Legendary investor Jeremy Grantham says he expects the S&P 500 to drop 50% in 2023 in a worst-case scenario

Jeremy Grantham is still quite sceptical when he talks about the outlook for 2023-2024. His predictions are usually not very rosy, but he has already shocked more than one investor with the accuracy and correctness of his predictions.

Jeremy Grantham

Why is Grantham respected by the public?

Grantham became famous for observing and profiting from bubbles in Japan in the late 1980s, technology stocks at the turn of the century and during the 2008 financial crisis.

Why is Grantham warning us of another sharp downturn?

In a worst-case scenario, Grantham expects the S&P 500 to fall as much as 50% to around 2,000-2,100 points. In the base case, he says the S&P 500 will fall by more than 20% towards 3,200 points by the end of this year.

The key to whether Grantham's bleak scenario plays out this year hinges on investor confidence, which has been on a slow but steady decline through 2022 as every stock rally has ended in a sell-off. As in 2000 or 2007, any significant drop in investor confidence could lead to a rapid unwinding of asset prices.

He defines the following as the main problems: The housing market turnaround, the economy entering recession, falling corporate profits, and the U.S. debt ceiling. Any one of these factors, according to Grantham, could cause a rapid and severe decline that would disrupt the current rally.

Investors should also definitely not be optimistic and place their hopes in the hands of the Fed. Investors should not look to the Federal Reserve for help in the form of interest rate cuts, according to Grantham. That's because 1929, 2000 and 2007 saw most of the stock market's decline after the Fed's first rate cut.


Despite the bearish outlook, Grantham said there are some parts of the market that investors should consider in the medium to long term. This is a top pick of them 👇

1. On stock market valuations

"Valuations are still nowhere near their long-term averages," Grantham said. "My calculations of the S&P 500's trendline value, adjusted upward for trendline growth and expected inflation, are about 3,200 by the end of 2023. I believe it is likely (3-to-1) to reach that trendline and spend at least some time below it this year or next."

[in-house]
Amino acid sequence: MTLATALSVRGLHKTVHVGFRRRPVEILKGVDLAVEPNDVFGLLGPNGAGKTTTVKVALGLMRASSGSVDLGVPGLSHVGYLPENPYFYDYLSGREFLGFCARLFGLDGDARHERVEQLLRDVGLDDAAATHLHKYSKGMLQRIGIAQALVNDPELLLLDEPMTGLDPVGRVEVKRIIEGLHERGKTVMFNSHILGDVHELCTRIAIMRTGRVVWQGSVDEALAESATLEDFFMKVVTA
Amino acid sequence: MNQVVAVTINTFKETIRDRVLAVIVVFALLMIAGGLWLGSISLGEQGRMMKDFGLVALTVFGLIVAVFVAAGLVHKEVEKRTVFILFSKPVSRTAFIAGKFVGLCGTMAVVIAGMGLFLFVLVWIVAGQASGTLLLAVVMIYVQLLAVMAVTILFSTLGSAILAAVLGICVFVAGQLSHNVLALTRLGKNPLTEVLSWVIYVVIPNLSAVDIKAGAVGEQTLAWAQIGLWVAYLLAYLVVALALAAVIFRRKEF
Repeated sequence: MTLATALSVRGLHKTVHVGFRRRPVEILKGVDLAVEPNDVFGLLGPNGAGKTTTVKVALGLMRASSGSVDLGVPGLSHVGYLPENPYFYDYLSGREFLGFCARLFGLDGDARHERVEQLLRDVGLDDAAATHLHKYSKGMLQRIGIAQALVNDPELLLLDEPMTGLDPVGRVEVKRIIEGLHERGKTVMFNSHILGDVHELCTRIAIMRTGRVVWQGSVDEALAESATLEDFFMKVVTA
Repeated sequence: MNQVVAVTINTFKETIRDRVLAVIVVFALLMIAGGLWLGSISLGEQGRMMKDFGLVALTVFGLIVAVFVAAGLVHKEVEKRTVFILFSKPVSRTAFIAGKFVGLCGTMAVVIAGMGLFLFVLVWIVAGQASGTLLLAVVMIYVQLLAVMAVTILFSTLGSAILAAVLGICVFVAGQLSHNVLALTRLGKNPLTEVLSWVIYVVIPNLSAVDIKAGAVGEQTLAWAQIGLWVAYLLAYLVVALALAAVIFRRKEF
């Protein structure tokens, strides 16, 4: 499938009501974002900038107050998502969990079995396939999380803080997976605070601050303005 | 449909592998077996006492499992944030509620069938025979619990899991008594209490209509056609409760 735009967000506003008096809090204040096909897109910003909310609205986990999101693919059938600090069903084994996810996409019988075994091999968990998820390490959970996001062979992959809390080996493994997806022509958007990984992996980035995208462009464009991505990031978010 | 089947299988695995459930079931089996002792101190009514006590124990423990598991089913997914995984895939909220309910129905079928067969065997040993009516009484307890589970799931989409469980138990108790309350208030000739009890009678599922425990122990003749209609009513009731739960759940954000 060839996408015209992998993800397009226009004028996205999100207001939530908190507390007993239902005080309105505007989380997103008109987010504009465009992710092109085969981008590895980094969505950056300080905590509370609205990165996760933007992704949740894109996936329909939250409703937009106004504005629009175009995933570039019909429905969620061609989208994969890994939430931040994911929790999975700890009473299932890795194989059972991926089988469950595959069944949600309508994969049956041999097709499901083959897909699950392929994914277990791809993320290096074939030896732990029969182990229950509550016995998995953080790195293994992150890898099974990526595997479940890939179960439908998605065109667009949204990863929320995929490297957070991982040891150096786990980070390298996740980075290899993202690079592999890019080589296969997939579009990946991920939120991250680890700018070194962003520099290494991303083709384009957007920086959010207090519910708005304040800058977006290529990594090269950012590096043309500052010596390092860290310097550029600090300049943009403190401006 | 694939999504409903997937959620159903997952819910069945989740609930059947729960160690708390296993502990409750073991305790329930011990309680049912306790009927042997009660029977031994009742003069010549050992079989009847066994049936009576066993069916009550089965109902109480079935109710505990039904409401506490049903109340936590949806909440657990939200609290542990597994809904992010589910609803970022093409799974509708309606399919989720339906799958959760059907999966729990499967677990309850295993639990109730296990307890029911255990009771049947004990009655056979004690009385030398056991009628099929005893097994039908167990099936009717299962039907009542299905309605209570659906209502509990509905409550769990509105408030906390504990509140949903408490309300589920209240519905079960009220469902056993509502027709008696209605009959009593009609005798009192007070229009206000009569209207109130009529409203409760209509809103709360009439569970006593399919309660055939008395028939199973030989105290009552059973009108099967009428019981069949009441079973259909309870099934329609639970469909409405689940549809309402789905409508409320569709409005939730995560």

2. On what could prevent a bear market

"There are a number of factors - Falling inflation, continued strength in the labor market, and the reopening of the Chinese economy if it is not crippled by the virus again - that could mark a break in the bear trend."

3. The long-term problem is a declining population

"The biggest problem remains that the long-term issues of declining population, resource scarcity and the growing damage from climate change are starting to bite hard at growth prospects."

4. The housing market

"The bursting of the global housing bubble, which is only just beginning, is likely to have a more painful economic domino effect than the decline in stocks... Housing market downturns seem to last two to three times longer than for stocks - for example, it has taken six years since 2006 for the US to reach a low - and housing is more directly involved in the economy than stocks through housing starts and related spending.

5. The worst case scenario leads me to the theory of a 50% decline in the S&P 500

"Unfortunately, there are more negatives than positives. In the worst case scenario, if the world falls into a severe recession, the market could fall 50% from here. To put that in perspective, it would still be a much smaller percentage deviation from trendline value than the over 70% overvaluation we had at the end of 2021. So you shouldn't be tempted to think it can't happen," Grantham said.

  • Grantham believes the recession is unlikely to start until six months to a year from now... We can conclude that the ultimate low for this market could be as late as 2024, in Grantham's words.

6. On what to own in the stock market in the future

"Despite the generally unattractive nature of the U.S. stock market and the extremely tricky global economy, there are still a surprising number of reasonable investment opportunities, even if they are not exactly sensational... Emerging markets are reasonably priced and the emerging market value sector is cheap," Grantham said.

"For those with an investment horizon of more than five years or more, I believe stocks related to addressing climate change and the growing pressure on many commodities have a substantial advantage over the rest of the economy as world governments and corporations begin to accept the urgency of these issues."

  • What do you think of Grantham's word?
  • Will his scenario of a 50% decline work out?

Please note that this is not financial advice.

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